|Birthname||Louis Ferdinand Auguste Destouches|
|born on||27 May 1894 at 16:00 (= 4:00 PM )|
|Place||Courbevoie, France, 48n54, 2e15|
|Timezone||PMT m2e2015 (is standard time)|
|Astrology data||06°17' 04°18 Asc. 25°28'|
French novelist, polemicist and physician, whose first novel Journey to the End of the Night (1932) won the Prix Renaudot but divided critics due to the author's pessimistic depiction of the human condition and his writing style based on working class speech. In subsequent novels such as Death on the Installment Plan (1936), Guignol's Band (1944) and Castle to Castle (1957) Céline further developed an innovative and distinctive literary style.
He completed his medical studies at Rennes in 1924 and began working as a physician in Africa and America for the Rockefeller Foundation and League of Nations before setting up a practice in Paris.
The son of an insurance salesman, Louis spent his youth in Paris, where his mother set up a lace shop in the passage Choiseul. Eager to see their son in business, his parents sent him abroad to learn languages. In 1912, at the age of 18, he enlisted in a cavalry unit, the 12th Regiment of the Cuirassiers. He was seriously wounded during World War I in Ypres, which left him with a permanently damaged arm and severe headaches that lasted all his life. He was awarded the Médaille militaire and a disability pension. He was then assigned to the French passport office in London. In 1916 he worked for a lumber company in Cameroun and was sent back to France with malaria and dysentery. Céline studied medicine in Rennes and received his degree from the University of Paris in 1924.
In 1915 he married Suzanne Nebout, a Frenchwoman working as a barmaid in London, but this marriage was not registered with the French consulate. In 1919 he married Edith Follet, whose father was the director of a medical school. In the following year, 1925, he left his practice, his wife, and his child to work for the League of Nations. His second marriage ended in 1926.
Employed by the League of Nations, Céline traveled in Switzerland, Cameroon, the United States, Cuba, and Canada. In Detroit he studied the working conditions in the Ford factory. In 1928 he opened a private practice in a suburb of Paris and in 1931 he began to work for a municipal clinic at Clichy, in Paris.
Using the pseudonym "Celine" he published his controversial, prize-winning first novel, Journey to the End of the Night in 1934. His second novel, Death on the Installment Plan received immediate acclaim. Anti-Semitic, he wrote with bitterness and corrosive humor. Although Céline´s political ideals had much in common with the Nazis, he claimed that Hitler was a Jew. Céline's writings also expressed the fears of an anti-Semitic petit bourgeois who bitterly resented Léon Blum's Popular Front government (1936-1938).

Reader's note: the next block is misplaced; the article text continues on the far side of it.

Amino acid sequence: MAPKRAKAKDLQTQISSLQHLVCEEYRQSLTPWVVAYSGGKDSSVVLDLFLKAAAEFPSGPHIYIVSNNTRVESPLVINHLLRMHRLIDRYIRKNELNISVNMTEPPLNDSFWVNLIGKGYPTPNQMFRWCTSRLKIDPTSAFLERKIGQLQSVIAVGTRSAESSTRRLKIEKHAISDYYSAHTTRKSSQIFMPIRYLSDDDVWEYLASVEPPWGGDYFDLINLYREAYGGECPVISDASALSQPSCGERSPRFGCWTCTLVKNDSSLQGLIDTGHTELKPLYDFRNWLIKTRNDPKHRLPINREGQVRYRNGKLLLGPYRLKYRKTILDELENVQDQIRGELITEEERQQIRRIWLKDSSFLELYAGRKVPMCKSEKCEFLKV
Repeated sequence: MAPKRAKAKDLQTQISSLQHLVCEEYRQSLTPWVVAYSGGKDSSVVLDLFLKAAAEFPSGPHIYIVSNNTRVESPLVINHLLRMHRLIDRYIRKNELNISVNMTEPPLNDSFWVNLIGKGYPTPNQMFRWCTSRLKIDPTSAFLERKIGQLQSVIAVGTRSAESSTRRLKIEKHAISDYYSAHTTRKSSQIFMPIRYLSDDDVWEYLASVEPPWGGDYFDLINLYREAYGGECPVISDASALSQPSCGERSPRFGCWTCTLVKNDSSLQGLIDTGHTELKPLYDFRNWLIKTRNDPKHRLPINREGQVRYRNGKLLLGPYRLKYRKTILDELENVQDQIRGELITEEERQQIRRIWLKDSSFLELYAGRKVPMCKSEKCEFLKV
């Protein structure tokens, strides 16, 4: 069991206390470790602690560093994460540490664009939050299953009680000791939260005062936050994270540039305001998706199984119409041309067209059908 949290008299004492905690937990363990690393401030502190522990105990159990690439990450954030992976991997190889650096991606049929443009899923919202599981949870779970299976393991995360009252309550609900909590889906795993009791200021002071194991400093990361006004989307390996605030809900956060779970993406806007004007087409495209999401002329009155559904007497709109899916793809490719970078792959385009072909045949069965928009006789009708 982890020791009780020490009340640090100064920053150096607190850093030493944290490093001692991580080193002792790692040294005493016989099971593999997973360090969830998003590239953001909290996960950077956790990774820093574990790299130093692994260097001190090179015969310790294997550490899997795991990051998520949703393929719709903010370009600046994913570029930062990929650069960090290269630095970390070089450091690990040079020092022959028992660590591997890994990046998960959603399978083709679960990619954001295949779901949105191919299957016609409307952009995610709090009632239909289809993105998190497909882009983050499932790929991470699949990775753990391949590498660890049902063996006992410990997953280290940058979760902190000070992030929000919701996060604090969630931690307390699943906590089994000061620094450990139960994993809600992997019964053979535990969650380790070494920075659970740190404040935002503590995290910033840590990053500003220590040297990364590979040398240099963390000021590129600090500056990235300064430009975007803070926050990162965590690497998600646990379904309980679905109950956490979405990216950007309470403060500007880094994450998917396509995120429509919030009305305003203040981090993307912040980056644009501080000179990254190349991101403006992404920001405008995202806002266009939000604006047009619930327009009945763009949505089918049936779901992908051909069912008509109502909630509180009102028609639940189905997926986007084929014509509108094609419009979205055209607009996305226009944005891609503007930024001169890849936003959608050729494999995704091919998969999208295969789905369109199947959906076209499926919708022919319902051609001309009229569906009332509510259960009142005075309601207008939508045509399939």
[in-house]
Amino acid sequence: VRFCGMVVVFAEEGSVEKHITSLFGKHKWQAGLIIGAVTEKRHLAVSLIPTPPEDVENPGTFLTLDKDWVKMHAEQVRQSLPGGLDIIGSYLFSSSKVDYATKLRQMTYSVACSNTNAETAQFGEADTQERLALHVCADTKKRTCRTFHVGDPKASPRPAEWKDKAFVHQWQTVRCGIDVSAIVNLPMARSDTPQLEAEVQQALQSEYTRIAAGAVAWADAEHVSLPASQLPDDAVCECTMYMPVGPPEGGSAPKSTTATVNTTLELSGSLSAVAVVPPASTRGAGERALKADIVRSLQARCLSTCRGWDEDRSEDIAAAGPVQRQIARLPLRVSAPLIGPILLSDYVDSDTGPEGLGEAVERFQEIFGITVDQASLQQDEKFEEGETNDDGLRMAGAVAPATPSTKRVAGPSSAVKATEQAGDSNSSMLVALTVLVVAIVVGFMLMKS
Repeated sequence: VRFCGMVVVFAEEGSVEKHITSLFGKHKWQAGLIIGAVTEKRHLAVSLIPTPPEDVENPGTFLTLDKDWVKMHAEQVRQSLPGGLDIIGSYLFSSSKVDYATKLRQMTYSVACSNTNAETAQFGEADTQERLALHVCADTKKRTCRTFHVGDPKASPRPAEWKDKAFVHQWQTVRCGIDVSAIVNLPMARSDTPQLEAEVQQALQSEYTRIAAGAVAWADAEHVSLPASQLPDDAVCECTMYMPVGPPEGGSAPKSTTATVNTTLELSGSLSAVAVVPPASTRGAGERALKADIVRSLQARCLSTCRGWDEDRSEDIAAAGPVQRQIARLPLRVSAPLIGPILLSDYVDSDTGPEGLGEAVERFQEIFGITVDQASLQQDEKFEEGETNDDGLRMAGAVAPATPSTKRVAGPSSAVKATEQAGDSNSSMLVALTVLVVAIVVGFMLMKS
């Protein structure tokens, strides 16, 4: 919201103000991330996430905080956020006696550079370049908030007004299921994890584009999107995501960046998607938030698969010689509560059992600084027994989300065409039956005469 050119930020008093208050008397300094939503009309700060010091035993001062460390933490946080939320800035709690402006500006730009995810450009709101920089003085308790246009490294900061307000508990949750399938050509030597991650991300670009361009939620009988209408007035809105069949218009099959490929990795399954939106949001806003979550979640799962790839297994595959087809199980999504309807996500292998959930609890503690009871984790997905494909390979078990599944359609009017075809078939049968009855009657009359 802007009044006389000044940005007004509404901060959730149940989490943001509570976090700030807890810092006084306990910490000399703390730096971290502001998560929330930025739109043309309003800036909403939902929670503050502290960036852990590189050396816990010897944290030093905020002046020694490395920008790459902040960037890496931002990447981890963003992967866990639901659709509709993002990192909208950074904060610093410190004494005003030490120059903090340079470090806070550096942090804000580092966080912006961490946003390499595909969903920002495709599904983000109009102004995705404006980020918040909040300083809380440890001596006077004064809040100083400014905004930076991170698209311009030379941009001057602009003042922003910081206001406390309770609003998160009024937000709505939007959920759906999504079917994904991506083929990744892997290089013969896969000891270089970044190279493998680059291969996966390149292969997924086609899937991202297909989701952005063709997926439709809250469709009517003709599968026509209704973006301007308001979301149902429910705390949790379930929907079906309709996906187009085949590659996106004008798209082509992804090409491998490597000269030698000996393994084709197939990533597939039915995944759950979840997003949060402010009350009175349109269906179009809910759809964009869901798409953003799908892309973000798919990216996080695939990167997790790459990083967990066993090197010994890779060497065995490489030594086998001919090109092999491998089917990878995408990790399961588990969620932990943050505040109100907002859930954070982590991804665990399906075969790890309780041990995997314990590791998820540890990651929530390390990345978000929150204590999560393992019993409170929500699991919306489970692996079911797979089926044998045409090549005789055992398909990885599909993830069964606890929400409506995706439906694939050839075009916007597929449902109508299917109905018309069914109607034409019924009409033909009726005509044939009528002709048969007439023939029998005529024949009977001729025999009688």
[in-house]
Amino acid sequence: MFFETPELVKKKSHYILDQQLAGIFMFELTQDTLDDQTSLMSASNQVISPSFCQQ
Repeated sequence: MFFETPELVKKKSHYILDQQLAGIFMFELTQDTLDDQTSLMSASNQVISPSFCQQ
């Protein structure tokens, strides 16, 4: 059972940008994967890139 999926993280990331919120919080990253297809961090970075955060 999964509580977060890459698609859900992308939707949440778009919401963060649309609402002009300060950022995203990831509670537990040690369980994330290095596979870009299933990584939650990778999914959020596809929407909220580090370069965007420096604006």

At the outbreak of World War II he served as a volunteer doctor on a French naval vessel, which was sunk by a Nazi submarine. After the fall of France in 1940, he rejected both resistance and collaboration and worked in municipal clinics in Satrouville and in a Bezons dispensary. He was denounced on the BBC as a traitor and to avoid execution by the resistance during the allied liberation of France, he fled to Berlin in 1944 with his third wife, the dancer Lucette Almanzor, whom he married in 1943. In Germany he was arrested for a short time. He finally settled in Denmark in 1945, where he was interned for over a year because of accusations of the Resistance. Released on the ground of ill health, he was permitted to return to France, spending his last years as a recluse and doctor for the poor.
Celine died on 1 July 1961 in Meudon, France.
- associate relationship with Gibault, François (born 21 May 1932)
- spouse relationship with Destouches, Lucette (born 20 July 1912)
- compare to chart of Luchini, Fabrice (born 1 November 1951)
- Relationship : Marriage 1919 (First marriage Edith Follett)
- Work : New Career 1924 (Started as physician)
- Work : Published/ Exhibited/ Released 1934 (Journey to the End of the Night)
- Relationship : Marriage 1934 (Second marriage Lucette Almanzor)
- Work : Published/ Exhibited/ Released 1938 (Second noted novel)
- Social : Deinstitutionalized - prison, hospital 1947 (Released from prison, returned to France)
Gauquelin Vol 6/176 (4:00 PM Paris time)
Same data given by Vitoux "Celine, A Biography"
- Traits : Personality : Bigot (Anti-semitic)
- Family : Relationship : Number of Marriages (Three)
- Lifestyle : Social Life : Outdoors (Duck hunting, tennis)
- Lifestyle : Home : Expatriate (Exiled for five-six years)
- Vocation : Business : Economist
- Vocation : Business : Top executive (CEO)
- Vocation : Medical : Physician
- Vocation : Military : Wounded (WW I)
- Vocation : Writers : Fiction
- Vocation : Misc. : Utilities/Phone/Cable/TV (Utilities)